The DoD/USU Brain Tissue Repository: On the Front Lines of Investigating the "Invisible Wound" of Modern Warfare
Daniel Perl, MD
Seminar date: 1/11/2023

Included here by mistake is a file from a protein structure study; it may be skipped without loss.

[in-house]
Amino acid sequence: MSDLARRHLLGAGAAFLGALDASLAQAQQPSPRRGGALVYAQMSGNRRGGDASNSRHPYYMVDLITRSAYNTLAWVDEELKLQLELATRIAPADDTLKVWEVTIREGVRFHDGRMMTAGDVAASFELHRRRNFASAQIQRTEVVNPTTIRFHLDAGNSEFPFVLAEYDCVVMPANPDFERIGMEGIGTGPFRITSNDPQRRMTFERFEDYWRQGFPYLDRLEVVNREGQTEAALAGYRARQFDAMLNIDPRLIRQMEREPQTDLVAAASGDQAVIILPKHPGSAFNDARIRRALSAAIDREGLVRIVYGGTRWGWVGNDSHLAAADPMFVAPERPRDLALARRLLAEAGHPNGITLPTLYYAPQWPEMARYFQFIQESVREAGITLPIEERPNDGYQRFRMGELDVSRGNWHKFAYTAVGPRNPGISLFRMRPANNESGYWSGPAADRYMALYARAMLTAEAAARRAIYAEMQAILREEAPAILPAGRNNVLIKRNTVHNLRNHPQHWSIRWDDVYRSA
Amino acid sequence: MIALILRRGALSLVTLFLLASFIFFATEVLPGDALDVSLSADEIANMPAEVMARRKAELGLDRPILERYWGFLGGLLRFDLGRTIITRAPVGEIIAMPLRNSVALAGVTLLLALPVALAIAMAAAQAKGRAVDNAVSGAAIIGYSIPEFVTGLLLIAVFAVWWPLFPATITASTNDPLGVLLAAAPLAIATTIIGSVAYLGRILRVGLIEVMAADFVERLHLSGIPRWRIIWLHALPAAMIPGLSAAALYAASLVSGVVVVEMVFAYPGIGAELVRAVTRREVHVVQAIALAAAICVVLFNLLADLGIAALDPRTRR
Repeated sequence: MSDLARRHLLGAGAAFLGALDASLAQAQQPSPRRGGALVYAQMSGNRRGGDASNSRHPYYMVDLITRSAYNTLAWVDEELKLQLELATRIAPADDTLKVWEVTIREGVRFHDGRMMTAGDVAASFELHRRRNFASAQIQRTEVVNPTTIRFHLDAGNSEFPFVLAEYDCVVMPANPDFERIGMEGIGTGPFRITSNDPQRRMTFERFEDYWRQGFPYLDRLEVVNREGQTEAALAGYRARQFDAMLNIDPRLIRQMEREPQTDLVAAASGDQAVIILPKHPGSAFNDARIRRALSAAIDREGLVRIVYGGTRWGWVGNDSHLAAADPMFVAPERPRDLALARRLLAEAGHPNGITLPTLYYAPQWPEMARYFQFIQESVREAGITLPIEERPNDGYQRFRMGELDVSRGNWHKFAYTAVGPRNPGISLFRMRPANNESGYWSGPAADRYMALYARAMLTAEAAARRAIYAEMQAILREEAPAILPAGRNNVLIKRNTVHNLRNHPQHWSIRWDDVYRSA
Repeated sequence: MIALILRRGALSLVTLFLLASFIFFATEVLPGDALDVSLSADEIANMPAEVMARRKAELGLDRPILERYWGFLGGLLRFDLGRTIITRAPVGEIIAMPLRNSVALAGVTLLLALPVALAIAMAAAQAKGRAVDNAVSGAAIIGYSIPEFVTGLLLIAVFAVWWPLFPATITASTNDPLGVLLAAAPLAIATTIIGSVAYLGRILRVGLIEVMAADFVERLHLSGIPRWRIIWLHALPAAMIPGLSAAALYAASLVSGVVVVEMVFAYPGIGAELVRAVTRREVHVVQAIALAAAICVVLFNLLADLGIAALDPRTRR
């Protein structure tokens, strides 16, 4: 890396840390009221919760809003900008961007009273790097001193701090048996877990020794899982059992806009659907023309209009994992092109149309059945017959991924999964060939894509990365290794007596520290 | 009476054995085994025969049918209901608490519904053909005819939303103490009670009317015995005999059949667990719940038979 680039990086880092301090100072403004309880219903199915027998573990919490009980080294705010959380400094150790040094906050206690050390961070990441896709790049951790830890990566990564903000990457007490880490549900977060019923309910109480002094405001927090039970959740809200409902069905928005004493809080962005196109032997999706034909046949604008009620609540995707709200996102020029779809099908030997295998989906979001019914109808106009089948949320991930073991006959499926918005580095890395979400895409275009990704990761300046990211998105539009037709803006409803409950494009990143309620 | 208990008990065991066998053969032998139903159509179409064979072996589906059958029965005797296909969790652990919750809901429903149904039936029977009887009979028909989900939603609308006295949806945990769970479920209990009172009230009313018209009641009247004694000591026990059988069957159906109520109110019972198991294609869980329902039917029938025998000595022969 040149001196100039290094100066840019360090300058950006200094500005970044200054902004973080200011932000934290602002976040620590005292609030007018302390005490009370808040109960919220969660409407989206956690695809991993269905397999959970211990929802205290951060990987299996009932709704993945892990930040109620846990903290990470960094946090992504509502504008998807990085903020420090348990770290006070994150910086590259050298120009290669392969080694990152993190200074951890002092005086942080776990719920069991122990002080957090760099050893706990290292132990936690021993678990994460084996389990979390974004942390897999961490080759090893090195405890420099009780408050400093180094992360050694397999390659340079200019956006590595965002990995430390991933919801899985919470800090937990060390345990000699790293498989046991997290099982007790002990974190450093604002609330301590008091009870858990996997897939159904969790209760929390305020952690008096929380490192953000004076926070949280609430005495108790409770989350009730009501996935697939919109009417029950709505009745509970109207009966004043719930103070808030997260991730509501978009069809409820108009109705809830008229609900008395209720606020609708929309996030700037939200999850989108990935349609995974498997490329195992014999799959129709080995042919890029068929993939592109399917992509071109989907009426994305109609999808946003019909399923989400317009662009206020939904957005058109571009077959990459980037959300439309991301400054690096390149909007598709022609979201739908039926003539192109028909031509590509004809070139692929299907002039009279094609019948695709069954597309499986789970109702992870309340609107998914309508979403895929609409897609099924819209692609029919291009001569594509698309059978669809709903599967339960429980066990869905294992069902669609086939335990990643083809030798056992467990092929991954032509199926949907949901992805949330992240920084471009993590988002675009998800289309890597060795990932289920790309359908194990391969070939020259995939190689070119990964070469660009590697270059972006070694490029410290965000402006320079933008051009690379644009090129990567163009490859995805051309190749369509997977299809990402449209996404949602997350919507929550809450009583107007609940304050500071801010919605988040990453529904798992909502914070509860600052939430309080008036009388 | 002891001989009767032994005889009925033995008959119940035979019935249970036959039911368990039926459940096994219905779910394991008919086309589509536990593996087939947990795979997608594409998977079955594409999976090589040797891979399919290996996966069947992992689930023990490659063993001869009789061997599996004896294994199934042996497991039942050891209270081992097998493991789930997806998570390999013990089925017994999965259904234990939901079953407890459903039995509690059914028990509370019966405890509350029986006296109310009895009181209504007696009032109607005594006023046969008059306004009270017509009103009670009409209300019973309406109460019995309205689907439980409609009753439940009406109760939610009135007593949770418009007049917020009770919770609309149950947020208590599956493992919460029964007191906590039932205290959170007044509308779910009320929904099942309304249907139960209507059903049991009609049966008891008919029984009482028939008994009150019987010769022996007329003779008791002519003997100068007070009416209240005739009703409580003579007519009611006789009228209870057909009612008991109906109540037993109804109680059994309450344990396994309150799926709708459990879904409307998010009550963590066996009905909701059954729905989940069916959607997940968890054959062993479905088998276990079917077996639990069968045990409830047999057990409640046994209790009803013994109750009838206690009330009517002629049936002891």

Description: Approximately 2.6 million U.S. Service Members have been deployed to the Middle East in the 20-year long War Against Terror. Almost daily, allied forces encountered attacks on the battlefield with high explosives resulting in traumatic brain injuries (TBIs) ranging from mild to severe. In addition, many of these Service Members experience repeated blast exposures related to their training exercises. The effects of these blast exposures have been called the “invisible wound” because numerous Service Members returned from deployment suffering from debilitating persistent neurologic and behavioral symptoms, in the absence of detectable abnormalities on routine neuroimaging studies. Despite extensive exposure from various military engagements, the medical literature offers few studies characterizing the acute or chronic neuropathologic sequelae in the human brain from blast exposure. To address this important gap of knowledge, the US DoD, in conjunction with the Uniformed Services University (USU), has established the DoD/USU Brain Tissue Repository (BTR), a brain bank that collects, preserves and researches brain specimens derived from deceased active duty and retired service members. The DoD/USU BTR currently contains 310 brain specimens, all derived from individuals who served in the military. Many of the donated specimens were from individuals who suffered severe and often multiple blast exposures while others had careers without any battlefield experience. In this presentation, Dr. Perl will review progress being made by the DoD/USU BTR towards defining the nature of the “invisible wound” through examination of this unique collection of donated brain specimens.